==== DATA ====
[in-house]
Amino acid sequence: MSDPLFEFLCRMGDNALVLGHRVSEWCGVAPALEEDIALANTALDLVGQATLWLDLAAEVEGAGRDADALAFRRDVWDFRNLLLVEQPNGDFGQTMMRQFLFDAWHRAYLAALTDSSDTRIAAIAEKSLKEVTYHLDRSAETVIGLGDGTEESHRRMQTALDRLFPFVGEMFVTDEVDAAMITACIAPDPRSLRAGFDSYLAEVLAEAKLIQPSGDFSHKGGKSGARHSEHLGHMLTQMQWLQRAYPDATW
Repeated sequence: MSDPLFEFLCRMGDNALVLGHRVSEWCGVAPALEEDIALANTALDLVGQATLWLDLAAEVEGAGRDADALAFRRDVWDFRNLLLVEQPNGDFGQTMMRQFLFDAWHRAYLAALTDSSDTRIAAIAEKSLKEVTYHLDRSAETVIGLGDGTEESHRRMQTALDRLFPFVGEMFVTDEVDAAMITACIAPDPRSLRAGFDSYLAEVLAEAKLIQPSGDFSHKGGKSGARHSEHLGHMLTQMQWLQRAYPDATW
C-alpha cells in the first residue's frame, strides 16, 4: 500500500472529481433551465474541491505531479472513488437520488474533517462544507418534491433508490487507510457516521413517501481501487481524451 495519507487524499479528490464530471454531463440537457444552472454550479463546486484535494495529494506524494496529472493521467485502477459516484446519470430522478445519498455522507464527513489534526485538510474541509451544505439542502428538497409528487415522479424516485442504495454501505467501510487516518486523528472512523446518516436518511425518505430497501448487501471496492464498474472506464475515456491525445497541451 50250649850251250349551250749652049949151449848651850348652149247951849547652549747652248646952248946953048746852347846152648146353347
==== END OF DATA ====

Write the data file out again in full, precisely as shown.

[in-house]
Amino acid sequence: MSDPLFEFLCRMGDNALVLGHRVSEWCGVAPALEEDIALANTALDLVGQATLWLDLAAEVEGAGRDADALAFRRDVWDFRNLLLVEQPNGDFGQTMMRQFLFDAWHRAYLAALTDSSDTRIAAIAEKSLKEVTYHLDRSAETVIGLGDGTEESHRRMQTALDRLFPFVGEMFVTDEVDAAMITACIAPDPRSLRAGFDSYLAEVLAEAKLIQPSGDFSHKGGKSGARHSEHLGHMLTQMQWLQRAYPDATW
Repeated sequence: MSDPLFEFLCRMGDNALVLGHRVSEWCGVAPALEEDIALANTALDLVGQATLWLDLAAEVEGAGRDADALAFRRDVWDFRNLLLVEQPNGDFGQTMMRQFLFDAWHRAYLAALTDSSDTRIAAIAEKSLKEVTYHLDRSAETVIGLGDGTEESHRRMQTALDRLFPFVGEMFVTDEVDAAMITACIAPDPRSLRAGFDSYLAEVLAEAKLIQPSGDFSHKGGKSGARHSEHLGHMLTQMQWLQRAYPDATW
C-alpha cells in the first residue's frame, strides 16, 4: 500500500472529481433551465474541491505531479472513488437520488474533517462544507418534491433508490487507510457516521413517501481501487481524451 495519507487524499479528490464530471454531463440537457444552472454550479463546486484535494495529494506524494496529472493521467485502477459516484446519470430522478445519498455522507464527513489534526485538510474541509451544505439542502428538497409528487415522479424516485442504495454501505467501510487516518486523528472512523446518516436518511425518505430497501448487501471496492464498474472506464475515456491525445497541451 50250649850251250349551250749652049949151449848651850348652149247951849547652549747652248646952248946953048746852347846152648146353347